Readers–writers problem

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In computer science, the first and second readers-writers problems are examples of a common computing problem in concurrency. The two problems deal with situations in which many threads must access the same shared memory at one time, some reading and some writing, with the natural constraint that no process may access the share for reading or writing while another process is in the act of writing to it. (In particular, it is allowed for two or more readers to access the share at the same time.) A readers-writer lock is a data structure that solves one or more of the readers-writers problems.

The first readers-writers problem[edit]

Suppose we have a shared memory area with the constraints detailed above. It is possible to protect the shared data behind a mutual exclusion mutex, in which case no two threads can access the data at the same time. However, this solution is suboptimal, because it is possible that a reader R1 might have the lock, and then another reader R2 requests access. It would be foolish for R2 to wait until R1 was done before starting its own read operation; instead, R2 should start right away. This is the motivation for the first readers-writers problem, in which the constraint is added that no reader shall be kept waiting if the share is currently opened for reading. This is also called readers-preference, with its solution below:

semaphore wrt=1, mutex=1;
readcount=0;
 
writer()
{
    wait(wrt);
    // Writing is done
    signal(wrt);
}
 
reader()
{
    wait(mutex);
        readcount++;
        if (readcount == 1)
            wait(wrt);
    signal(mutex);
    // Do the Reading
    // (Critical Section Area)
    wait(mutex);
        readcount--;
        if (readcount == 0)
            signal(wrt);
    signal(mutex);
}

The second readers-writers problem[edit]

Above solution is suboptimal, because it is possible that a reader R1 might have the lock, a writer W be waiting for the lock, and then a reader R2 requests access. It would be foolish for R2 to jump in immediately, ahead of W; if that happened often enough, W would starve. Instead, W should start as soon as possible. This is the motivation for the second readers-writers problem, in which the constraint is added that no writer, once added to the queue, shall be kept waiting longer than absolutely necessary. This is also called writers-preference.

A solution to the writers-preference scenario is presented below:.[1] In this code, the semaphore mutex_rdcnt protects the readcount variable, mutex_wrcnt protects the writecount variable, the mutex 'r' protects the reading operation, and the mutex 'w' protects the writing operation.

int readcount, writecount; //(initial value = 0)
semaphore mutex_rdcnt, mutex_wrcnt, mutex_3, w, r; //(initial value = 1)
 
//READER
  wait(mutex_3);
    wait(r);
      wait(mutex_rdcnt);
        readcount++;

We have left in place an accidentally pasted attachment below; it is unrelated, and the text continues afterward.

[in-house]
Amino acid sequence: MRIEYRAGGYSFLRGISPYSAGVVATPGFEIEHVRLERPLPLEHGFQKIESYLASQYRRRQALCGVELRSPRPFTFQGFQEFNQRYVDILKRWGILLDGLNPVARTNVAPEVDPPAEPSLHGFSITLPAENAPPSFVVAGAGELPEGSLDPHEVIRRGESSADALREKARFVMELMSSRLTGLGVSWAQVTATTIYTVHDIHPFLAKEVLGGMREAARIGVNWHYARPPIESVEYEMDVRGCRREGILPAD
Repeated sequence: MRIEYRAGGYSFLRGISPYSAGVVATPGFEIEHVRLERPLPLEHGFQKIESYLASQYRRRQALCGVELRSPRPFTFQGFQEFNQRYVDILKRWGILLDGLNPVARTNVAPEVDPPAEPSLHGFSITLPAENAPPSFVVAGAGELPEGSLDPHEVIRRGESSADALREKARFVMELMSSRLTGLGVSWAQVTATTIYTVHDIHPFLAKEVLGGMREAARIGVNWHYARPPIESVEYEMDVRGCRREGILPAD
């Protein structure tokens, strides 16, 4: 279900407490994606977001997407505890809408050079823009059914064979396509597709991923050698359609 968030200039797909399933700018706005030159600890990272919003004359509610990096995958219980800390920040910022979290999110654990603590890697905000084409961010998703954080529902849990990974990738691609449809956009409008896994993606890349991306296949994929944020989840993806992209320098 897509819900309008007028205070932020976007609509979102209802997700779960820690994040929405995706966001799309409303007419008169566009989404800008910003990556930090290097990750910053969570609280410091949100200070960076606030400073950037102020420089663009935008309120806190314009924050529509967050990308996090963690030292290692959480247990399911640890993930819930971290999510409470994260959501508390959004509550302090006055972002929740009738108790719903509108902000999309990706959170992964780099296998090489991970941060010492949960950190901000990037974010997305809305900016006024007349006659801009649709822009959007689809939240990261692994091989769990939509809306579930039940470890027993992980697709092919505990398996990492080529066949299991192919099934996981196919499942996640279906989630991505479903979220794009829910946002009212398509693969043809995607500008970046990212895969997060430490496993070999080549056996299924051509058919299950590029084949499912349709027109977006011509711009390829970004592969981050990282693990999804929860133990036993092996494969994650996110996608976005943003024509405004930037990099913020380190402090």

if (readcount == 1)
            wait(w);
      signal(mutex_rdcnt);
    signal(r);
  signal(mutex_3);
 
 // reading is performed
 
  wait(mutex_rdcnt);
    readcount--;
    if (readcount = 0) 
        signal(w);
  signal(mutex_rdcnt);
 
//WRITER
  wait(mutex_wrcnt);
    writecount++;
    if (writecount = 1) 
        wait(r);
  signal(mutex_wrcnt);
 
  wait(w);
   // writing is performed
  signal(w);
 
  wait(mutex_wrcnt);
    writecount--;
    if (writecount = 0) 
        signal(r);
  signal(mutex_wrcnt);

The third readers-writers problem[edit]

In fact, the solutions implied by both problem statements result in starvation — the first readers-writers problem may starve writers in the queue, and the second readers-writers problem may starve readers. Therefore, the third readers-writers problem is sometimes proposed, which adds the constraint that no thread shall be allowed to starve; that is, the operation of obtaining a lock on the shared data will always terminate in a bounded amount of time. Here P() is for waiting and V() is for signalling a semaphore. A solution with fairness for both readers and writers might be as follows:

        semaphores: no_waiting, no_accessing, counter_mutex ( initial value is 1 ) 
        shared variables: nreaders ( initial value is 0 ) 
        local variables:  prev, current
 
WRITER:
        P( no_waiting );
        P( no_accessing );
        V( no_waiting );
          ...  write ...
        V( no_accessing );
 
READER:
        P( no_waiting );
          P( counter_mutex );
            prev := nreaders;
            nreaders := nreaders + 1;
            if prev = 0  then P( no_accessing );
          V( counter_mutex );
 
        V( no_waiting );
        ... read ...
        P( counter_mutex );
          nreaders := nreaders - 1;
          current := nreaders;
          if current = 0 then V( no_accessing );
        V( counter_mutex );

Note that sections protected by counter_mutex could be replaced by a suitable fetch-and-add atomic instruction, saving two potential context switches in reader's code.

Note also that this solution can only satisfy the condition that "no thread shall be allowed to starve" if and only if semaphores preserve first-in first-out ordering when blocking and releasing threads. Otherwise, a blocked writer, for example, may remain blocked indefinitely with a cycle of other writers decrementing the semaphore before it can.

See also[edit]

References[edit]

[2] [3] [4]

  1. ^ Communications of the ACM :Concurrent Control with "Readers" and "Writers" P.J. Courtois,* F. H, 1971 [1]
  2. ^ Morris JM (1979) A starvation-free solution to the mutual exclusion problem. Inf Process Lett 8:76–80
  3. ^ Fair Solution to the Reader-Writer-Problem with Semaphores only. H. Ballhausen, 2003 [2]
  4. ^ Faster Fair Solution for the Reader-Writer Problem. V.Popov, O.Mazonka 2013 [3]

External links[edit]